Friday, February 10, 2023
Online via Zoom
The following seminar schedule is tentative and will be updated as details continue to be confirmed. The order of speakers within panels is subject to change.
|Start Time||End Time||Theme||Title||Speakers||ACA@UBC Moderators|
|9:00||9:10||Opening Remarks||Emma Moros and Cameron Welsh||Seiji (chat)|
|9:10||10:25||Panel 1: Digital Archives||Quinn Dombrowski, Anna Kijas, K. J. Rawson, Andreas Segerberg, and Naya Sucha-xaya||Cameron (live) and Seiji (chat)|
|10:45||12:00||Panel 2: Ethics of Digitization||T. L. Cowan, Iiris Kestilä, Shyla Seller, and Eng Sengsavang||Kailey (live) and Linnet (chat)|
|1:00||2:15||Panel 3: Archival Entrepreneurship||Clea Jonquil Hargreaves, Dominique Luster, and Kelly Stewart||Seiji (live) and Emma (chat)|
|2:30||3:45||Panel 4: Archiving as it Happens||Zakiya Collier, Ferrin Evans, Kyna Herzinger, and Rebecca Pattillo||Elizabeth (live) and Kailey (chat)|
|3:45||3:55||Wrap-up Remarks||Emma Moros and Cameron Welsh|
Panel 1: Digital Archives
How do digital archives push up against dominant archival concepts and practices? What considerations should archivists make when working with digitized and born-digital records? This panel brings together experts for an enriching discussion on the challenges and opportunities among digital archives. Conversation topics include but are not limited to the effects of the digital on archival functions, as well as the changing landscapes of archival access and preservation in the digital era.
Panel 2: Ethics of Digitization
Digitization, or the process of creating digital surrogates for physical and/or analogue records, has increasingly become a standard practice among archival institutions. This practice benefits archival access and preservation, while also raising important ethical questions for archivists and archival work. Such questions highlight topics such as consent (of creators, subjects, communities, and others), as well as the enduring and/or changing roles for care and custodianship in the archival profession. In this panel, four professionals working in a variety of settings will discuss the ethics of archival digitization, drawing from their unique expertise and experiences.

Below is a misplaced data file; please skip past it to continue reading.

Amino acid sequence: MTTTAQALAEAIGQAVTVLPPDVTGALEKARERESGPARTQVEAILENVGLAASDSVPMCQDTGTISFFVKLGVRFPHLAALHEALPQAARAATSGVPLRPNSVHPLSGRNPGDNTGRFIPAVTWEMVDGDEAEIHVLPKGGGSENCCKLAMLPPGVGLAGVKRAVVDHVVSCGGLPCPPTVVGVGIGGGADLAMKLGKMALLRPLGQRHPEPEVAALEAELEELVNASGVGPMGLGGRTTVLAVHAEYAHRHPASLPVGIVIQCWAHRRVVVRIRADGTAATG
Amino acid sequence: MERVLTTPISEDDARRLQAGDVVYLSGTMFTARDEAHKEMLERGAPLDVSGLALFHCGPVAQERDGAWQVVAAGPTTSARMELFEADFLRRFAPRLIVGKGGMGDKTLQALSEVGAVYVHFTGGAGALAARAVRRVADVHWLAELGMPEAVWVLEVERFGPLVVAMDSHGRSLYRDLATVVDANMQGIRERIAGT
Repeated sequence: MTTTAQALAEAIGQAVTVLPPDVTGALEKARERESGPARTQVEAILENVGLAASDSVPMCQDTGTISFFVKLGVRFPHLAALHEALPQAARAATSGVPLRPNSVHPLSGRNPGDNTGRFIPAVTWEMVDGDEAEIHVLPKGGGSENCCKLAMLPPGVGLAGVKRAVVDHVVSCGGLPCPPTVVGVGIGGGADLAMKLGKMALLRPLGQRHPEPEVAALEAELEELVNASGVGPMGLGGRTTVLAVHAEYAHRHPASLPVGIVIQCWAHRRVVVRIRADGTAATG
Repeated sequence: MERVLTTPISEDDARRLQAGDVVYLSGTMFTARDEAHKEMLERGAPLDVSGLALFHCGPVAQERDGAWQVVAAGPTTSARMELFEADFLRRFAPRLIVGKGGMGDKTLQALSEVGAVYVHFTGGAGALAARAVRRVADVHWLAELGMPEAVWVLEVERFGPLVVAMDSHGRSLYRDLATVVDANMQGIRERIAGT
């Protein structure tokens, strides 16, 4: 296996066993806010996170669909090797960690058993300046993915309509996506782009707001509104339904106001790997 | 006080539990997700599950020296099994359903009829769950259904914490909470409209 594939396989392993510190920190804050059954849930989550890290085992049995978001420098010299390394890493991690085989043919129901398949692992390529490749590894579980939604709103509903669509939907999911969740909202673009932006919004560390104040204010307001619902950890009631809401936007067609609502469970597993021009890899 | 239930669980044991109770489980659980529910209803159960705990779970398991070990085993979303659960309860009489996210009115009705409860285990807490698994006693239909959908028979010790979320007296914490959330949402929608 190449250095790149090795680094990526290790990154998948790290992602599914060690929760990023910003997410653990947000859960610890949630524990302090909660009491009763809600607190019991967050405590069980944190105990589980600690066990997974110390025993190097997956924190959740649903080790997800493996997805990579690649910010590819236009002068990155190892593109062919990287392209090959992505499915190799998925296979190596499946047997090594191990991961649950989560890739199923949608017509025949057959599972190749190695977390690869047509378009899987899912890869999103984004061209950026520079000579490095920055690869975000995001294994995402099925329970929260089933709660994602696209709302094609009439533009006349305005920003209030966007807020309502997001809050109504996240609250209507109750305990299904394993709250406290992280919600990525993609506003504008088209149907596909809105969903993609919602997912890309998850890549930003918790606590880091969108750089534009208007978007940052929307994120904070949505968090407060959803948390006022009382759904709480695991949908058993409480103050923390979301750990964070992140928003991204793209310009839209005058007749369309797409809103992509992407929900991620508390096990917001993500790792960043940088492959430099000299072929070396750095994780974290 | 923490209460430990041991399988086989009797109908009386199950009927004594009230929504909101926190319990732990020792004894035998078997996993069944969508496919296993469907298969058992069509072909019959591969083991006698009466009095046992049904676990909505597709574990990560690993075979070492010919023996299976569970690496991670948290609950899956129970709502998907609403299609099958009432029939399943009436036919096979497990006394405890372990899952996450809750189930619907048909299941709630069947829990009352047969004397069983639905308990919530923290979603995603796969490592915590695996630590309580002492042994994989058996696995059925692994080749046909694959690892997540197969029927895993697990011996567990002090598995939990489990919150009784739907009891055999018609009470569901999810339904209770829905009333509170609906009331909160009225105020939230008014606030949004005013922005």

Panel 3: Archival Entrepreneurship
This panel discussion features three archivists who forged unique career paths that enabled them to do archival work outside of traditional settings and institutions. Discussions will draw from the panelists’ personal experiences and may surface topics such as the benefits and challenges of archival entrepreneurship and the application of dominant archival concepts to their chosen area of practice. This panel responds to conditions of precarity in the archival professions and highlights some of the creative ways that students can think about branching out with their archival degrees.
Panel 4: Archiving as it Happens
Archiving as it Happens brings together five experts for a discussion on the archival and record-keeping processes deployed for documenting the here and now. Panelists may discuss topics such as web archiving, archiving current events (e.g., pandemic experiences) and injustices, and considerations needed for conducting memory work in the present.